A 26-year-old student has uncovered a long sought-after piece of Haiti's history.
Duke University in the United States says the graduate student, Julia Gaffield, found what is believed to be the only known printed copy of Haiti's Declaration of Independence while she was researching Haiti at the British National Archives in London.
Haiti declared independence from France on January 1, 1804, and revolutionary leaders ordered copies of the declaration to be printed and sent abroad. But until now, the only copies thought to have survived were handwritten versions.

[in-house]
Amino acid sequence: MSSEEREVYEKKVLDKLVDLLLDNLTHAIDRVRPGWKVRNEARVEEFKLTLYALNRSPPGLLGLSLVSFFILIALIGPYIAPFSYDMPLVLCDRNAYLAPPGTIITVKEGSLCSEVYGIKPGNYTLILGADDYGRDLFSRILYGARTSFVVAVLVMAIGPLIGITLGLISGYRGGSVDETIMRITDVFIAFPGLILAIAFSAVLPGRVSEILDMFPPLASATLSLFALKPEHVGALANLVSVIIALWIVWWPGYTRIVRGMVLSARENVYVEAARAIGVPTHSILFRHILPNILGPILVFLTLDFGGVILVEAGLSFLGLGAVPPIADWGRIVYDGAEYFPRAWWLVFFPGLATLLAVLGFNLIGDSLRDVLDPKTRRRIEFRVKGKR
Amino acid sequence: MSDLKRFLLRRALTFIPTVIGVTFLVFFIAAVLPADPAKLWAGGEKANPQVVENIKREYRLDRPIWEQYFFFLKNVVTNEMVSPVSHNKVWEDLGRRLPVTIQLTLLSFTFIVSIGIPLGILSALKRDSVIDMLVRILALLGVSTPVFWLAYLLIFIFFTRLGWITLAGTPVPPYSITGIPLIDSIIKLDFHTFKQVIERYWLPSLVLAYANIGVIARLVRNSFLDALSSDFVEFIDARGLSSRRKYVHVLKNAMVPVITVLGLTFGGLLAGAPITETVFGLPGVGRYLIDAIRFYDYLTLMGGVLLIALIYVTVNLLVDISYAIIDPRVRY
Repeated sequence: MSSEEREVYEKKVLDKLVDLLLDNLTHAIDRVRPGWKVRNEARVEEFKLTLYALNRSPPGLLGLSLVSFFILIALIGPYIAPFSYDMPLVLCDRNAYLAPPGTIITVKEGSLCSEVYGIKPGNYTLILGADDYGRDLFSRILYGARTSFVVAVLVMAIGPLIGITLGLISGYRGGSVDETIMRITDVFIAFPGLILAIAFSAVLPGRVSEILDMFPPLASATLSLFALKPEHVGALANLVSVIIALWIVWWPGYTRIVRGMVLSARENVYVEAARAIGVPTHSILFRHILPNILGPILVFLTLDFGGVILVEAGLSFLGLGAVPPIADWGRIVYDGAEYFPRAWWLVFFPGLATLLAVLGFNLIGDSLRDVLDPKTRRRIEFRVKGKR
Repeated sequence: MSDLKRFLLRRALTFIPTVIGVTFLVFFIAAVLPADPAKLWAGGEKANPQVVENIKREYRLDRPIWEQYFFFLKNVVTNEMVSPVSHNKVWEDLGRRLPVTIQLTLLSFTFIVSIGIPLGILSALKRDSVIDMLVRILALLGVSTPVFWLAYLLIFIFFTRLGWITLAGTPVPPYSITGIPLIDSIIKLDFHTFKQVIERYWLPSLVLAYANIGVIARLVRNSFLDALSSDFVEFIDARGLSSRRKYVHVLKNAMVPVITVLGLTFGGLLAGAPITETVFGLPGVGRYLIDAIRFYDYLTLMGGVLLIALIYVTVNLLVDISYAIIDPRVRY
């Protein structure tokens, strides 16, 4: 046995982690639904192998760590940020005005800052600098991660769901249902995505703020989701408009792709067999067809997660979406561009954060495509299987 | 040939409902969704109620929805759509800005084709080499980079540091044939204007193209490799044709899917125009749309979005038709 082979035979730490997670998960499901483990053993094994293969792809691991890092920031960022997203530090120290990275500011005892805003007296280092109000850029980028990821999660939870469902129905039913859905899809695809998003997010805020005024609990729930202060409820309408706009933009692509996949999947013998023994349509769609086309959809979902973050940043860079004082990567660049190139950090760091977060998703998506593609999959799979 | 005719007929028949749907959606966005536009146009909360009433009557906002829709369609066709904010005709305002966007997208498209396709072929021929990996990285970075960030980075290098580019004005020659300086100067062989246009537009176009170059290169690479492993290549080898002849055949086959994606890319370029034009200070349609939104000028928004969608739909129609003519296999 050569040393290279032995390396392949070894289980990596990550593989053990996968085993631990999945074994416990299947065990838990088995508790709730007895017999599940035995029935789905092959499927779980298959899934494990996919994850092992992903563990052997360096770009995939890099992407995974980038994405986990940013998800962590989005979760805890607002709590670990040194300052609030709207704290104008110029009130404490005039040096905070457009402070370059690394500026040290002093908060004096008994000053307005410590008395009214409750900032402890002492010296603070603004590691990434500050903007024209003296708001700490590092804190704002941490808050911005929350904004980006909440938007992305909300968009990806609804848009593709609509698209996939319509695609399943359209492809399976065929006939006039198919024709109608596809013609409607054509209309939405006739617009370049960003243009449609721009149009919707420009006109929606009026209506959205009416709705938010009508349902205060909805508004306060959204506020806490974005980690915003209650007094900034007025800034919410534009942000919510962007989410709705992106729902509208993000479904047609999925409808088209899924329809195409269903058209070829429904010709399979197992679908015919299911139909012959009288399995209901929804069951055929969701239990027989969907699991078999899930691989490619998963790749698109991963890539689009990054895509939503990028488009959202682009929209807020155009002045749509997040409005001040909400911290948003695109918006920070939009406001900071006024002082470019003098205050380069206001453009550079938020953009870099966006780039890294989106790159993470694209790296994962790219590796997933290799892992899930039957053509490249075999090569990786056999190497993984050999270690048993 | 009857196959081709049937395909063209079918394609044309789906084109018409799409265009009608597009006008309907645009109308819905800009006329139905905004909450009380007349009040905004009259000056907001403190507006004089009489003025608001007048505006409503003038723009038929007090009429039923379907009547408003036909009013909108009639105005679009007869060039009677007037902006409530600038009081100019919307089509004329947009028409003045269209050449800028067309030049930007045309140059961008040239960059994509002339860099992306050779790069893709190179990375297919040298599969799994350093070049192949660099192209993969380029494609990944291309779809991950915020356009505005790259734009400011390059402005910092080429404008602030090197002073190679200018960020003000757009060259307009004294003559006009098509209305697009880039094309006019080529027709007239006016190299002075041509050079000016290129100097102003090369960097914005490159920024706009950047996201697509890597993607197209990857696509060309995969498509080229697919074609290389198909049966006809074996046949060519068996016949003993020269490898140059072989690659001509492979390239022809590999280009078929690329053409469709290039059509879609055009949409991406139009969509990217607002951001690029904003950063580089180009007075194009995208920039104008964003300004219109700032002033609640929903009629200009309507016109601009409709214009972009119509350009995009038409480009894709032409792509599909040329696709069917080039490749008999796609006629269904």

Gaffield was researching Haiti's early history when she found a letter from a former British governor of Jamaica, saying a copy of the declaration not more than one hour off the press was enclosed. When she could not find the declaration, she traveled to London to continue her search.
She said the official, printed eight-page pamphlet was at the archives for some time, but apparently had been overlooked.
Although Duke University issued the formal announcement Thursday, Gaffield made the discovery in February, shortly after Haiti was struck by a devastating earthquake.
A noted Haitian archivist with one of Haiti's oldest libraries, Patrick Tardieu, says the discovery of a printed copy of Haiti's Declaration of Independence is very important for both scholars and the people of Haiti.
Some information for this report was provided by AP.